Newspaper article Sarasota Herald Tribune

Precipitous Per-Gallon Price Drops Are Having a Welcome Ripple Effect

Newspaper article Sarasota Herald Tribune

Precipitous Per-Gallon Price Drops Are Having a Welcome Ripple Effect

Article excerpt

Precipitous per-gallon price drops are having a welcome ripple effect

Can a beer distributor have days of wine and roses?

Sarasota's Gold Coast Eagle Distributing seems to be in the thick of them.

The prices set by brewers were locked in for the winter and, just in time, seasonal visitors, part-timers, vacationers and snowbirds have arrived, boosting the volume of product that Gold Coast ships.

But perhaps best of all for this family-owned business, the cost to fill up its fleet of 80-plus vehicles with fuel has fallen -- a lot -- in the last six months.

"I am burning 200 and some odd thousands of gallons of fuel a year, just with my fleet," Gold Coast owner and president John Saputo said. "If I am saving, like I am right now, 20 cents a gallon, that is going to be substantial."

While oil producers from Texas to Saudi Arabia may be lamenting the precipitous drop in crude oil prices that has caused gasoline to take a similar tumble in the U.S., Southwest Florida businesses such as Gold Coast that rely on petroleum are rejoicing, after years of record prices at the pump that have cut into profit margins.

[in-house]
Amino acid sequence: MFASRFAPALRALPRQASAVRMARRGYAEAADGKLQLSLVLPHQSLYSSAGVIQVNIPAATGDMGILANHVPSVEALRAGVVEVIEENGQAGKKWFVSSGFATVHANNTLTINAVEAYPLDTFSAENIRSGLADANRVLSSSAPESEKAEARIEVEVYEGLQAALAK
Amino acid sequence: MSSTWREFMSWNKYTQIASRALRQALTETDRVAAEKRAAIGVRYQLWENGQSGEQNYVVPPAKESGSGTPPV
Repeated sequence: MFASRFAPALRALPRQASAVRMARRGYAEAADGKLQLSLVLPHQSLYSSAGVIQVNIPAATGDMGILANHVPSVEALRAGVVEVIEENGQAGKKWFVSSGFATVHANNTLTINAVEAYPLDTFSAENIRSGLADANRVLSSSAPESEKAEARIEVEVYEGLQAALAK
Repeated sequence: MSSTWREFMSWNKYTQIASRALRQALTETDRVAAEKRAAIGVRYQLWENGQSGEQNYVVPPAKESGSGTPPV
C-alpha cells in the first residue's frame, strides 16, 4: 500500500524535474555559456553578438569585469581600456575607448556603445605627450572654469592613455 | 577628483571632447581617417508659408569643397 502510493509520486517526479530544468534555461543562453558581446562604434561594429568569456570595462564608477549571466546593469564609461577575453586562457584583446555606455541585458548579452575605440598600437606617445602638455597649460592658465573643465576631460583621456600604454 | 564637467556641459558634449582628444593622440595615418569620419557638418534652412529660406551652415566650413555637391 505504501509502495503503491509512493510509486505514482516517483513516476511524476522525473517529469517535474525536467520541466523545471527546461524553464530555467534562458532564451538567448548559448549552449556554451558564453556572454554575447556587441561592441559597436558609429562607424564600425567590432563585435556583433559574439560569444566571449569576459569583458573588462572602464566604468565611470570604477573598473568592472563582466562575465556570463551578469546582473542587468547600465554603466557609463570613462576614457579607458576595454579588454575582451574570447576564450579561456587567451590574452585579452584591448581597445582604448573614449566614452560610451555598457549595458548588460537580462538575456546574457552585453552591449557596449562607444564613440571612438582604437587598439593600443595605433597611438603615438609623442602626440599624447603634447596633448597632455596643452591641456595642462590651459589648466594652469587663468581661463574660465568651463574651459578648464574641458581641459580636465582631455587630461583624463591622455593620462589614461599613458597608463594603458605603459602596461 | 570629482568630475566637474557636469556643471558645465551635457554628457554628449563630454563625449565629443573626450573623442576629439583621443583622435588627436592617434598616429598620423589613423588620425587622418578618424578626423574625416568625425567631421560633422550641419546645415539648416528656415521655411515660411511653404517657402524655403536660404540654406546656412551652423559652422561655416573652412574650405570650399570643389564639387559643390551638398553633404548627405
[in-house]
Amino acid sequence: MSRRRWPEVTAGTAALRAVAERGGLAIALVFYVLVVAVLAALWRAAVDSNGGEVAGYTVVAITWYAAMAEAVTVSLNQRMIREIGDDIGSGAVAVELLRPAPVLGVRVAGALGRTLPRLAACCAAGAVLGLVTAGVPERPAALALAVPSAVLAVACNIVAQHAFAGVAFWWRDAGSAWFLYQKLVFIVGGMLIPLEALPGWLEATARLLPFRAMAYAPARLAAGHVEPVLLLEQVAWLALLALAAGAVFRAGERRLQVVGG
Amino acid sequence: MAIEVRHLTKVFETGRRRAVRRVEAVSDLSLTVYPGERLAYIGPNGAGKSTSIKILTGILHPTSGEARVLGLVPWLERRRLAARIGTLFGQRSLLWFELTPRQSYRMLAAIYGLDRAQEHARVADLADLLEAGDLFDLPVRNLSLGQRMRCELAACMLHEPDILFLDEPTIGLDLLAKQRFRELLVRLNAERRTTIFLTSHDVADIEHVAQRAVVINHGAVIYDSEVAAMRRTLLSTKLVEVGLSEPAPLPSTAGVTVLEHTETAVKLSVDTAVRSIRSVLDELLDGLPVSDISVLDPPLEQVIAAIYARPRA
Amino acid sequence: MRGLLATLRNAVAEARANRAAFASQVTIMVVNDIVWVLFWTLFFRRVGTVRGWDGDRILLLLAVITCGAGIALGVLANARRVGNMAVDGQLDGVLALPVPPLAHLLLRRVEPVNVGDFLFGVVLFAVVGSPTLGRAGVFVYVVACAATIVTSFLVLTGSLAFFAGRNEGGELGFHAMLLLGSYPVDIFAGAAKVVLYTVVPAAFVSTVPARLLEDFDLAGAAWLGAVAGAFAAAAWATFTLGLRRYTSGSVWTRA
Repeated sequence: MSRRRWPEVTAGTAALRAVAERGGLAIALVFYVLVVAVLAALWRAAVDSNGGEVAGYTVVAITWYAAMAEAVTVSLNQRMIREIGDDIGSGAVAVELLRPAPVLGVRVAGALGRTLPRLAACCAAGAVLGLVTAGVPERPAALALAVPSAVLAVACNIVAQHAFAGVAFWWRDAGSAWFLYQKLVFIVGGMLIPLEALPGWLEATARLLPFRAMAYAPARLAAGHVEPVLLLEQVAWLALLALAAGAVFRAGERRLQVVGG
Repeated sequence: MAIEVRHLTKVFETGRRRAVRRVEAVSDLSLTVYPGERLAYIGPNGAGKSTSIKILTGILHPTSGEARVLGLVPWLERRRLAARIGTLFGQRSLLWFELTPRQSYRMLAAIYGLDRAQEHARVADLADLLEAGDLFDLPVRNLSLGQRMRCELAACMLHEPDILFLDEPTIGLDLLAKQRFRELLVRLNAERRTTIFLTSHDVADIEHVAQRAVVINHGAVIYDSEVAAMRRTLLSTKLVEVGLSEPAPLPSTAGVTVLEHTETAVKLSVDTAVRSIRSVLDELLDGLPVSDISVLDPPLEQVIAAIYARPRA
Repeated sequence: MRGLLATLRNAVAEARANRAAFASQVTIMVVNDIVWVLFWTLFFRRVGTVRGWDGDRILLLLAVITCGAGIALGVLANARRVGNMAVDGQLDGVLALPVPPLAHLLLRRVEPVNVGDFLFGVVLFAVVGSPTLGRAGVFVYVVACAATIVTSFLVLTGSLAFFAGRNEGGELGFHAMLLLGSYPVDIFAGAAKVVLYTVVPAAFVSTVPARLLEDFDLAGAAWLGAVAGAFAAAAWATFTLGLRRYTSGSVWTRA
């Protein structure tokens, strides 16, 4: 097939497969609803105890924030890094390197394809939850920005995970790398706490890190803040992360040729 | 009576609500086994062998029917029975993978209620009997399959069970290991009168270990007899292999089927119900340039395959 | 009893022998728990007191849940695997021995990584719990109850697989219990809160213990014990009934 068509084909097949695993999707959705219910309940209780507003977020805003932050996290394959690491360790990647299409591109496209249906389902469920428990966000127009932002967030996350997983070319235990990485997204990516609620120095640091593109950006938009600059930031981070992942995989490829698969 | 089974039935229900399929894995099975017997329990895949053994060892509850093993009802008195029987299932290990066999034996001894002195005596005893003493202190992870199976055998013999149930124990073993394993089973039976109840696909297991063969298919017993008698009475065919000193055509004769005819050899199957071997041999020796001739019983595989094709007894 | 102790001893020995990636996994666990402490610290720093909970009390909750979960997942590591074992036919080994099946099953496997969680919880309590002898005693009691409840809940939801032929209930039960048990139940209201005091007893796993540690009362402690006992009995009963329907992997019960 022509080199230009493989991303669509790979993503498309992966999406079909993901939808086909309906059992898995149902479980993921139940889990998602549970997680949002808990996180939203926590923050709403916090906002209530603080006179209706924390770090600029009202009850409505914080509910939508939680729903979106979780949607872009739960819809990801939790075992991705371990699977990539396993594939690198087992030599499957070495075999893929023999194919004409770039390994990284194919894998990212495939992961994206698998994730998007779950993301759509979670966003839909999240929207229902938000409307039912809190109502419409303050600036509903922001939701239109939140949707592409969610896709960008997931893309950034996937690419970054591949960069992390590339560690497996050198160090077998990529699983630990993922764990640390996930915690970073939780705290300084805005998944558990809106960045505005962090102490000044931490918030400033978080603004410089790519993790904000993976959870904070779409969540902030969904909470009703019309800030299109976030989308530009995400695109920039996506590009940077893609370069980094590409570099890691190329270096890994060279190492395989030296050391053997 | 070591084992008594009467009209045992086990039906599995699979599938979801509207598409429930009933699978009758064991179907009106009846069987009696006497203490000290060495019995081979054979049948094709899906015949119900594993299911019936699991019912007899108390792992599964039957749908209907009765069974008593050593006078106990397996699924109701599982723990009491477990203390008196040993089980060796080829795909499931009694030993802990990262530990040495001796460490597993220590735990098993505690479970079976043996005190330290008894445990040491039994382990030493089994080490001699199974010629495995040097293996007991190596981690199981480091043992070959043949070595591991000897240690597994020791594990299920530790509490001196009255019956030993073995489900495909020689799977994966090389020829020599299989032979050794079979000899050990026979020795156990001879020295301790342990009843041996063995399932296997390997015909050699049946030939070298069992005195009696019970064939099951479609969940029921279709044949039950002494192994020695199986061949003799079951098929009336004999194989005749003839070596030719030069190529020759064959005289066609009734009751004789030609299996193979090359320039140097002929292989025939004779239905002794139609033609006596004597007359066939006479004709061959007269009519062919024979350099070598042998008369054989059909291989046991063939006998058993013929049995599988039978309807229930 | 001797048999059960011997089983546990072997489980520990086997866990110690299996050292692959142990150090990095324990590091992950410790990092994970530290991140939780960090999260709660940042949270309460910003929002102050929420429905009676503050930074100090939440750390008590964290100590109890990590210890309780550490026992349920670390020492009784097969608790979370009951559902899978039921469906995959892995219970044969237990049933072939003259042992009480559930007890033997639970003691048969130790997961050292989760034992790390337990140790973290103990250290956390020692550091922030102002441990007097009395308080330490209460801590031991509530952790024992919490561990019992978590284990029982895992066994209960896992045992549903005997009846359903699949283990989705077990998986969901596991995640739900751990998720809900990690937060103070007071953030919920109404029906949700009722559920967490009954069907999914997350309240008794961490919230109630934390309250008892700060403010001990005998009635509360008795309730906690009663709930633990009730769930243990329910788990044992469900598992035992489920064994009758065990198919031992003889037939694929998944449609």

In this region and throughout much of the country, gasoline prices have fallen by roughly 70 cents per gallon since summer.

"In Texas, North Dakota, Western Pennsylvania, it may mean less drilling in those states," said Jay Bryson, global economist at Wells Fargo Economics Group. "But net-net, it is going to be a positive on the U.S. economy."

Those positives, Bryson contends, will ripple throughout the nation and help recession-weary consumers in particular.

"If you assume that prices are going to stay here for a year, what that would do is give the average household an extra $700 in purchasing power," Bryson said. "It's kind of like a tax cut, so it would tend to be stimulative of the economy."

The latest retail sales figures already suggest falling gas prices are having an impact on consumers, and generating increased spending.

"It looks like it's reflecting that windfall," said Sean Snaith, an economist at the University of Central Florida, in Orlando. "People are spending more on going out to eat."

Wide effects

Beyond consumers and delivery companies like Saputo's, a variety of businesses -- lawn care to pizza delivery -- are benefiting from the drop in gas prices.

"Any company that relies on transportation is going to benefit from those falling prices," Snaith said.

Palmetto-based Southern Auto Transport is another example.

While the cost to ship snowbirds' vehicles from traditional Southwest Florida feeder markets such as Michigan, Ohio and Pennsylvania has remained static for several months, the expense of filling Southern Auto's trailer trucks with diesel has sunk.

Consider, for instance, the price of the fuel at the Pilot station at U.S. 301 and Interstate 75, a typical source of diesel for Southern Auto's 10 trucks. …

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